May 23 was a special day for eighth-grader Matt Leja and a handful of other students at St. Joseph School in Auburn. That day, they were inducted into their school’s chapter of the National Junior Honor Society.
The honor society recognizes middle-school students who have achieved academic success and have demonstrated excellent character as well as outstanding service-oriented, leadership and citizenship qualities.
“To be in the National Junior Honor Society they must be in the seventh or eighth grade and must have maintained a cumulative average of 90 percent or better. They have to demonstrate involvement in community, church, school or service organizations and … they have to be willing to do service, both in school and in the community,” said Kathleen Coye, principal.
The National Junior Honor Society was founded in 1929 by the National Association of Secondary School Principals, which had in 1921 established the National Honor Society for high-school students. There are National Junior Honor Society chapters in all 50 states, the District of Columbia, Puerto Rico, several United States territories and Canada, but St. Joseph is the only diocesan school in the Diocese of Rochester with a chapter, according to a listing at www.njhs.us.
The chapter has been active at St. Joseph for at least 12 or 13 years, Coye said. School officials offer students this opportunity because it encourages them to work hard and do their best, she said. When students are gathered at schoolwide awards assemblies, the younger children notice which older student are in the honor society.
“The younger kids look up to them. We’re trying to give the kids something to strive for,” Coye said, noting that more than half of this year’s eighth-grade class belongs to the honor society.
The example of an older sibling inspired Katherine Bachman to want to be invited into the honor society when she reached seventh grade. After watching her older sister’s induction, Katherine began doing volunteer work when she was in fourth or fifth grade. She undertook this work partly because she enjoys helping people, but also because she hoped to be chosen for the honor society, she said.
“I helped in my community and my church a lot with different projects. I tried my hardest to keep my grades up. I was really excited and I really wanted to make it,” said Katherine, who was inducted last year as a seventh-grader.
Katherine’s volunteerism didn’t end once she was inducted into the honor society, however. Students in the St. Joseph chapter regularly plan and perform service activities to benefit people in their own communities and even beyond state and national borders, Coye said.
Last year, the students held a bake sale at a local craft fair and raised $400 for a national charity that helped children displaced by Hurricane Katrina, she said. This year, they made cards, decorated them with prayerful messages and sent them to Matthew House, a local hospice.
“They’re doing a group project for somebody outside of their school community. They work together on a project for somebody outside of their school and it makes them aware of things that are going on outside of the school or community, and see how they can make a difference,” Coye said.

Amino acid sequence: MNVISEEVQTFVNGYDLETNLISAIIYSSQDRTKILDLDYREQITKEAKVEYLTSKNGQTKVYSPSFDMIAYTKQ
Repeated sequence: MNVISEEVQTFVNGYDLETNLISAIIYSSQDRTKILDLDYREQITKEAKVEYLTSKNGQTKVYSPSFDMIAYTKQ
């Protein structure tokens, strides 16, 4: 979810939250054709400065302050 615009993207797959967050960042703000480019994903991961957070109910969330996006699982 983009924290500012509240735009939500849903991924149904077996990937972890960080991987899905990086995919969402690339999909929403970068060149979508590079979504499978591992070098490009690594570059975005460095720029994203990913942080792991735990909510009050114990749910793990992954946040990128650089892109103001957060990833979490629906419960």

“This year we’ve been working on projects for the soldiers over in Iraq. We’ve been making cards and crosses to send them,” Katherine said. “It’s a cool way to get active in your school in a different way, and it’s a fun way to help out.”
Working on projects through the National Junior Honor Society helps students develop leadership skills, Coye said. There is a parent moderator who works with the group, but students hold leadership positions — like those of president and secretary — and plan their own events, she said.
“They run the meetings. They make decisions about their activities. They come together every couple of weeks at a lunch or a study-hall time and discuss what projects they’re working on. Sometimes they’ve hosted a speaker to come in and talk to the chapter about something they’re interested in,” Coye said.
The honor society provides a way for kids to receive a tangible reward for the hard work they’ve done, Coye said, noting that honor-society members receive a pin and a certificate when they’re inducted.
“It reinforces what they’re doing. … It’s recognizing their academic standing,” she said.
Matt’s induction to the honor society last month as an eighth-grader was especially sweet. He’d been wanting to join the honor society ever since he learned about it in fifth grade.
“When I didn’t get into it in the seventh grade, I was kind of disappointed,” Matt recalled.
Matt didn’t let that disappointment keep him from achieving his goals, however. He already had a lot of volunteer work under his belt because he’s a Boy Scout and had done charity work for the Owasco Fire Department.
“I just had to study harder to get better grades on tests,” he said.
Matt’s hard work paid off, and both he and his parents were very happy and proud when he was inducted. It’s important for kids to strive to do their best and join groups like the National Junior Honor Society, Matt said.
“When you go to apply to a good job in the future, they might want somebody who did well in school, but not somebody who flunked,” he said.